"Cold fusion' is implausible, because in order for fusion to occur, the hydrogen atoms have to be squeezed a lot and moving very quickly. If the temperature isn't high enough then the hydrogen atoms won't move fast enough to fuse together."

"A hydrogen nucleus is just a proton so both would be positively charged and like charges repel."

Match the three different types of nebulae with their colors.
(Only correct responses shown.)
Emission: pink [90%]
Reflection: blue [90%]
Dark: brown/black [100%]

Match the three different types of nebulae with their composition.
(Only correct responses shown.)
Emission: hydrogen [95%]
Reflection: small dust particles [100%]
Dark: large dust particles [95%]

Rank the lifetimes of these main-sequence stars (1 = shortest, 3 = longest). (There are no ties.)
(Only correct responses shown.)
Massive: shortest main-sequence lifetime [70%]
Medium-mass (sunlike): medium main-sequence lifetime [90%]
Low mass (red dwarf): longest main-sequence lifetime [75%]

If there was an open invitation to a house party (no specific time given), when would you show up?
Early, or on time.  ***** [5]
When the most people should be there.  ************** [14]
After most everyone has left.  * [1]

Ask the instructor an anonymous question, or make a comment. Selected questions/comments may be discussed in class.
"Living on Earth might be expensive but at least you get a free trip around the sun every year."

"How long does it typically take for dust clusters to turn into stars whether kickstarted or regular pace?" (If not kickstarted by a nearby supernova, then it takes less than a million years for a molecular cloud to collapse into a massive star (because there's more gravity); or 10 million years or more for lower mass stars (with less gravity to gather up material.)

"Since there is a pattern for the main sequence stars (mass proportional to luminosity), what relationships (if any) apply for the 'other stars?'" (All the main-sequence stars are fusing hydrogen, so all their luminosities are related to their masses. However, all the "other stars" are dying or dead stars, having already used up all their available hydrogen, so their luminosities are either produced by stop-gap energy sources, or whatever energy is leftover after no more is produced--that's why all their luminosity values are all over the place compared to their masses.)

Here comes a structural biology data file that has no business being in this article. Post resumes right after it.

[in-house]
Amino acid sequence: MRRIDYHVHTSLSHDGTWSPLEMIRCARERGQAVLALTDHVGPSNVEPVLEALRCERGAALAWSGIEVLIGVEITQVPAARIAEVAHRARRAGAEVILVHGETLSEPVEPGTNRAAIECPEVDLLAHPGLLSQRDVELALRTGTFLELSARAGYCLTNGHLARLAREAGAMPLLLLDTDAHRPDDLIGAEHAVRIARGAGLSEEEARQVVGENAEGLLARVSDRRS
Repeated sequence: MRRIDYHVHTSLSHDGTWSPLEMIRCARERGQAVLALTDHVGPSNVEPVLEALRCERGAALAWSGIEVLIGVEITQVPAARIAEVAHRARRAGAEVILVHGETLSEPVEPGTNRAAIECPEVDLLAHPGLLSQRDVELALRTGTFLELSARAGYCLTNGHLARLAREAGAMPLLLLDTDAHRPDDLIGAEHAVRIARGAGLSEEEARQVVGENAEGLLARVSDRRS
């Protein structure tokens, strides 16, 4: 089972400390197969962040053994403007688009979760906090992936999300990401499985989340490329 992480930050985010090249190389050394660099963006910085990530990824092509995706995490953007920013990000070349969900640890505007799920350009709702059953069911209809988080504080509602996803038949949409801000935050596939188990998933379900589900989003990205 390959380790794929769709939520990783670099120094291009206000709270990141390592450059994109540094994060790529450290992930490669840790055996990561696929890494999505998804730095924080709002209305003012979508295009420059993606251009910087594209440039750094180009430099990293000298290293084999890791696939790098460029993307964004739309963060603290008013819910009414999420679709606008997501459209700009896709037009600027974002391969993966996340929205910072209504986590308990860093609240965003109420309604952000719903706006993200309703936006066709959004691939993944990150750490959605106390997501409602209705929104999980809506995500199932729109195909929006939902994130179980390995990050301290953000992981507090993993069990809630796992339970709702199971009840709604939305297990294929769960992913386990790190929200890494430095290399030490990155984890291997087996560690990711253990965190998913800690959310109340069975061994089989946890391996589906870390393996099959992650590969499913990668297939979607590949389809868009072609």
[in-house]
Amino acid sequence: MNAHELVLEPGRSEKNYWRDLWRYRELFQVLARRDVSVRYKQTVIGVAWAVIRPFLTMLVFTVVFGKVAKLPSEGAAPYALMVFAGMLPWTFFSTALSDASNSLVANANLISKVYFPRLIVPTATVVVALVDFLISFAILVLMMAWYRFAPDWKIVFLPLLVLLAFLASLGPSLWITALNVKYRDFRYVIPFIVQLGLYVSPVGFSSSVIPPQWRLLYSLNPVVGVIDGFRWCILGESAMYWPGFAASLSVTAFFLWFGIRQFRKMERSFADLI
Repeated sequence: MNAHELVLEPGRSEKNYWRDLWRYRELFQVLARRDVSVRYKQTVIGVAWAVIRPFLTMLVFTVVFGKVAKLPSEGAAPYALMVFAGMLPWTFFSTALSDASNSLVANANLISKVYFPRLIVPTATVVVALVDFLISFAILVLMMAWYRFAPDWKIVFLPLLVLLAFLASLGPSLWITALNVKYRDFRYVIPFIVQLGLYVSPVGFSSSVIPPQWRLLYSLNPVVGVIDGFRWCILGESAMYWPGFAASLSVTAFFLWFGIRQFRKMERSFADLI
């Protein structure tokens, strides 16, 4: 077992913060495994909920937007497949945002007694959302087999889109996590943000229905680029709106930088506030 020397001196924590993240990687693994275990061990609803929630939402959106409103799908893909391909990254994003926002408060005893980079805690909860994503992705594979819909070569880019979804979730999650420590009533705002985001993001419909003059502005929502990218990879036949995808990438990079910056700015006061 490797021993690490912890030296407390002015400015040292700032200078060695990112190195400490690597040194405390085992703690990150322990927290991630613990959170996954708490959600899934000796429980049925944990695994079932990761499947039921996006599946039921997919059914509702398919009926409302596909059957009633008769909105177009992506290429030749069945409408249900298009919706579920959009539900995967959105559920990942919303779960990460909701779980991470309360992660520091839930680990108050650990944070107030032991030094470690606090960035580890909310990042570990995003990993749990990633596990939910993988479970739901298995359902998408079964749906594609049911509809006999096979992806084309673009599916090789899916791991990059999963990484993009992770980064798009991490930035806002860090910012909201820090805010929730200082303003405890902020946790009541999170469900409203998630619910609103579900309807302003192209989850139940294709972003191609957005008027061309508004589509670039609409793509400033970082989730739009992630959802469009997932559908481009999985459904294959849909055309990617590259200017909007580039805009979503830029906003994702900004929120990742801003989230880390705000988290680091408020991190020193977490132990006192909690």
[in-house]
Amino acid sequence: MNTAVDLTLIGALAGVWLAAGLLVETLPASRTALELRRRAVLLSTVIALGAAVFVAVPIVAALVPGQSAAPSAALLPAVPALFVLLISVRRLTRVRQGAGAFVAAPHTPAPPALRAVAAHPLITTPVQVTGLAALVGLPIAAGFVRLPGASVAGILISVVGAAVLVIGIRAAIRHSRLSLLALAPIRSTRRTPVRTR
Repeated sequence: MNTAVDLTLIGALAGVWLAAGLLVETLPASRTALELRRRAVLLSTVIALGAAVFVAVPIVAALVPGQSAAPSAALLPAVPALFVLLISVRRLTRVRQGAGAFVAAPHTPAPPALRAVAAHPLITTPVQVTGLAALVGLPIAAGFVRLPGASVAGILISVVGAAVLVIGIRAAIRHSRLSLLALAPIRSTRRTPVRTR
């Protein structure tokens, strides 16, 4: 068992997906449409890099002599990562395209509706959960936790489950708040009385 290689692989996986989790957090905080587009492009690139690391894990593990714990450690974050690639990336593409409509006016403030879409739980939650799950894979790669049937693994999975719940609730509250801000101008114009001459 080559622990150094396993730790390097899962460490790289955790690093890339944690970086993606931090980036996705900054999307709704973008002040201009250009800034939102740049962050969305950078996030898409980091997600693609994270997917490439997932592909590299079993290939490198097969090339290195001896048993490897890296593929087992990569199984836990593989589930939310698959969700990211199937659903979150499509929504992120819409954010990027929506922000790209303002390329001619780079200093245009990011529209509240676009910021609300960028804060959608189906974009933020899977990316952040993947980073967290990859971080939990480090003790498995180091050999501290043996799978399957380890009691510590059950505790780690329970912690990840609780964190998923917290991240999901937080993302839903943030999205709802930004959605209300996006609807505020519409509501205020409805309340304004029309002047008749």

"Are you planning on throwing a house party, and are we invited?" (There is no actual house party. ಠ_ಠ)

"I show up early to a house party of a good friend."

"You know, seeing as I'm not super-hella social, I honestly probably wouldn't go to a house party. If I were to go to one, I would probably go between the 'on-time' and 'once people are already there,' but at the same time I would probably leave sooner rather than later..."

"Do we need to know the speed of the the massive, medium mass, and low mass star evolution tracks on an H-R diagram?" (Yes, that's part of the house party model.)

"I think it would be good if we could have more of a comprehensive or specific study guide for the next midterm. You said that it would be more technical because we are dealing with some harder topics, so a study guide could really help direct us to what we should specifically study."

"The reading explained that eventually the sun would increase in luminosity and destroy Earth; is there evidence of this happened to other planets?" (Yes, the red giant BD+48 740 contains lots of lithium, which is not produced in stars, and is easily broken down by star's high temperature, but is abundant in terrestrial planets--this is interpreted as evidence that BD+48 740 swallowed up at least one of its inner planets as it expanded into a red giant.)

"Can fission happen with lighter atoms? Why just heavy atoms like uranium--is it unstable and thus easier to break down? It's confusing because I can't find the answer without reading a hella-long webpage written for people who already understand it." (Uranium and other heavy atoms have lots of protons, which all repel each other, and are easier to break apart if they don't have just the right amount of neutrons to help them "stick" to each other. Since lighter atoms they have fewer protons and less repulsion, they're not as likely to fall apart unless they have a very unfavorable amount of neutrons to stick everything together.)

"How do you assign the seating charts? Is it completely random or do you keep certain people with certain people?" (I tend to keep people that are equally as smart as each other from being in the same group, in order to make each group a good "mixture" of students.)

I'm a little confused about brown dwarfs. Are they actually stars?" (They're just "failed" stars, because they don't have enough pressure in the cores to start hydrogen fusion. They're less massive than red dwarfs, which have just enough mass to create pressure in their cores to have hydrogen fusion.)

"I really appreciate the blog presentations. I find those much more understandable than reading out of the book."